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    City’s methadone funds could cover broader addiction plan

    Closing the city’s only public methadone clinic might sound like a cold-hearted move, but Mayor Walsh’s administration is acting responsibly by making plans to shutter the facility. As long as the city can ensure that the more than 400 patients who now rely on the clinic can make a smooth transition to other providers, redirecting the clinic’s $2.4 million budget to other addiction services makes sense. It will help to make sure that public-health dollars are used as effectively as possible to combat the recent rise in drug addiction and overdoses.

    The city clinic, on Frontage Road in the South End, has operated for 40 years, since methadone first won approval as a treatment for heroin addiction. Methadone reduces cravings for heroin and helps stave off withdrawal symptoms. The drug was a giant leap forward in treating addiction, but clinics initially faced strong community resistance; when it opened, the Frontage Road facility was the only methadone clinic in the city.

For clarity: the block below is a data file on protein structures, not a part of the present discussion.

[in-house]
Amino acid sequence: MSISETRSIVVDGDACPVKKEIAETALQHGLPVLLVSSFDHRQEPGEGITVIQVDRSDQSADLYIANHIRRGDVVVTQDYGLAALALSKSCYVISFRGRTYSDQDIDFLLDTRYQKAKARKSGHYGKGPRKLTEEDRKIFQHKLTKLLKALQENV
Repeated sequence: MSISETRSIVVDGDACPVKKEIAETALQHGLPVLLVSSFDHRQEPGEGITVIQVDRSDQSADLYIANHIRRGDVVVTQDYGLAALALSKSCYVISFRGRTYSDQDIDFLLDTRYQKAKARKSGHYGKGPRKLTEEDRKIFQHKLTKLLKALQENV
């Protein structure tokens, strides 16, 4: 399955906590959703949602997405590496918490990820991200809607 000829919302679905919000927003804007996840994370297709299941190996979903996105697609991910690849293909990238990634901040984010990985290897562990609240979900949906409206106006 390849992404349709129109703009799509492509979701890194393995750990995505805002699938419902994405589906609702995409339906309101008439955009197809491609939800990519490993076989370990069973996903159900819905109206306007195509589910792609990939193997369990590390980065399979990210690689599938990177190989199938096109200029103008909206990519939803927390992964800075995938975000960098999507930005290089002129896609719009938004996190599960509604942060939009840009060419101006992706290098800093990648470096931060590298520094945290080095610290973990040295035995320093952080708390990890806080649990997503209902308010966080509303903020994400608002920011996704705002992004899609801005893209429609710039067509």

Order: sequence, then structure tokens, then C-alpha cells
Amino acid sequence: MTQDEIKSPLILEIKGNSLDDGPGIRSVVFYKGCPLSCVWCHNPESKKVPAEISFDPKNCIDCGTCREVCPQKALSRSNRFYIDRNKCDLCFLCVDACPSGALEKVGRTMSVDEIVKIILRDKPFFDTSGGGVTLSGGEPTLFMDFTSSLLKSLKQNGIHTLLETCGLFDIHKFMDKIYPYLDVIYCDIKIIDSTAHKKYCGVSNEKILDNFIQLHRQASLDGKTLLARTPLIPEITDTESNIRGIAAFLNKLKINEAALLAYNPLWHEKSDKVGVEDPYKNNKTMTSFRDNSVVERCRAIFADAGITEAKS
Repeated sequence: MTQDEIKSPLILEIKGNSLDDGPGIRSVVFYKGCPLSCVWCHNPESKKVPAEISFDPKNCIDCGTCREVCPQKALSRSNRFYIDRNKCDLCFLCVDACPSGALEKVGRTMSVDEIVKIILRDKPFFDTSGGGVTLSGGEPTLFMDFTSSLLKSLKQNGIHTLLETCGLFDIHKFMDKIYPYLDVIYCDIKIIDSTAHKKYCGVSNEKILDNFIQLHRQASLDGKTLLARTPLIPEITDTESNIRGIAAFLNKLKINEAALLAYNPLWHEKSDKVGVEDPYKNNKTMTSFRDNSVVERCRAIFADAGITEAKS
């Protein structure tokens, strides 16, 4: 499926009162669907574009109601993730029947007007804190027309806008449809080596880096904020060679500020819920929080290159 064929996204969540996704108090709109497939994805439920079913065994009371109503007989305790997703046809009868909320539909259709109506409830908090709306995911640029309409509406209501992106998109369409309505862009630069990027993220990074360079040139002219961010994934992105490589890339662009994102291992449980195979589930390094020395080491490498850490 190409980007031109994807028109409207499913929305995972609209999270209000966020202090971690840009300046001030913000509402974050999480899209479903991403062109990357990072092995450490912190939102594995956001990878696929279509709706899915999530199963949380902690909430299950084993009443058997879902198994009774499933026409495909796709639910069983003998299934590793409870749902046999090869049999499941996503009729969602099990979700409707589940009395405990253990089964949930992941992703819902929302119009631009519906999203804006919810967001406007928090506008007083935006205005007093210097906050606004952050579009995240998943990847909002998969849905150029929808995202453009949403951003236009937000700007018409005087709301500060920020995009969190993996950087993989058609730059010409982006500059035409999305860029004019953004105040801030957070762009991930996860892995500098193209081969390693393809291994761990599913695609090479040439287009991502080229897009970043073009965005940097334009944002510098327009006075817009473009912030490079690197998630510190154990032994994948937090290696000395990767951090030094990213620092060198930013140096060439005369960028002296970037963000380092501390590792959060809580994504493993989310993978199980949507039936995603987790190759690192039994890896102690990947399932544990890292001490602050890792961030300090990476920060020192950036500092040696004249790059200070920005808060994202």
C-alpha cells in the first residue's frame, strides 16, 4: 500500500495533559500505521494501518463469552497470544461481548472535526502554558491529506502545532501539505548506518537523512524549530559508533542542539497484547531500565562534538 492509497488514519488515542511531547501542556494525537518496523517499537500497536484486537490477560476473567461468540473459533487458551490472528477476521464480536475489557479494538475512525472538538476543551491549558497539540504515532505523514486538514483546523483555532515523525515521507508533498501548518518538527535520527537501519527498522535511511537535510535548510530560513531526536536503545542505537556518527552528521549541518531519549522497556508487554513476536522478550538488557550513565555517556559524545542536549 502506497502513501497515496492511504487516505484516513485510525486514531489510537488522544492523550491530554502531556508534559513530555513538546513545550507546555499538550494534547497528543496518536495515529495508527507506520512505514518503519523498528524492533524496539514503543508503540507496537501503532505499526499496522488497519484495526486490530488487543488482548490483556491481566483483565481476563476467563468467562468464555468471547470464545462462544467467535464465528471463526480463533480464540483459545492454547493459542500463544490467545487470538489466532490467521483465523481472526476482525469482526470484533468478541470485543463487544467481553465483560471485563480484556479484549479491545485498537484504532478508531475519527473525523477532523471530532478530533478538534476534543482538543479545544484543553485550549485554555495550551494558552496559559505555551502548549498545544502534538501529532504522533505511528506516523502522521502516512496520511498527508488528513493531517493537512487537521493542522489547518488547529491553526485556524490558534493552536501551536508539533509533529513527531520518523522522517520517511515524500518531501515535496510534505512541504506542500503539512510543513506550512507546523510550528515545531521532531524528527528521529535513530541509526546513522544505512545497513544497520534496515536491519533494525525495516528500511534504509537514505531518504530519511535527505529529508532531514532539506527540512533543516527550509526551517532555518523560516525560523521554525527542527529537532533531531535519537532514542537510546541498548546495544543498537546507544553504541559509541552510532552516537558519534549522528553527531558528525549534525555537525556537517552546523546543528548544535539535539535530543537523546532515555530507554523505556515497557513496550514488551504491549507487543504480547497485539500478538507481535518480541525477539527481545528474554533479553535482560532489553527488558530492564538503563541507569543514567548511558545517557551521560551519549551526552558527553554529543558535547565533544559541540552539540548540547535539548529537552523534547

But several trends have altered the addiction-treatment landscape. The Affordable Care Act mandated that private insurance cover many kinds of addiction treatment, improving access for millions. Buprenorphine — available in pill form — also offers a better treatment option than methadone for many patients, one that doesn’t require daily clinic visits for liquid dosing. Five other clinics in Boston now also offer methadone; the city expects one of them will assume responsibility for the patients at the city facility.


    Walsh’s administration wants to shift the clinic’s budget to a new Office of Recovery Services, which will take a more holistic approach to treatment. That’s the right philosophy: The city shouldn’t favor any particular medical treatment, which is the practical effect of being in the methadone business. City government still has a vital role to play in responding to the addiction crisis, but its most effective role is the one Walsh, a forceful advocate for addiction services, has envisioned: coordinating services and connecting patients to the treatment they need, whatever it may be.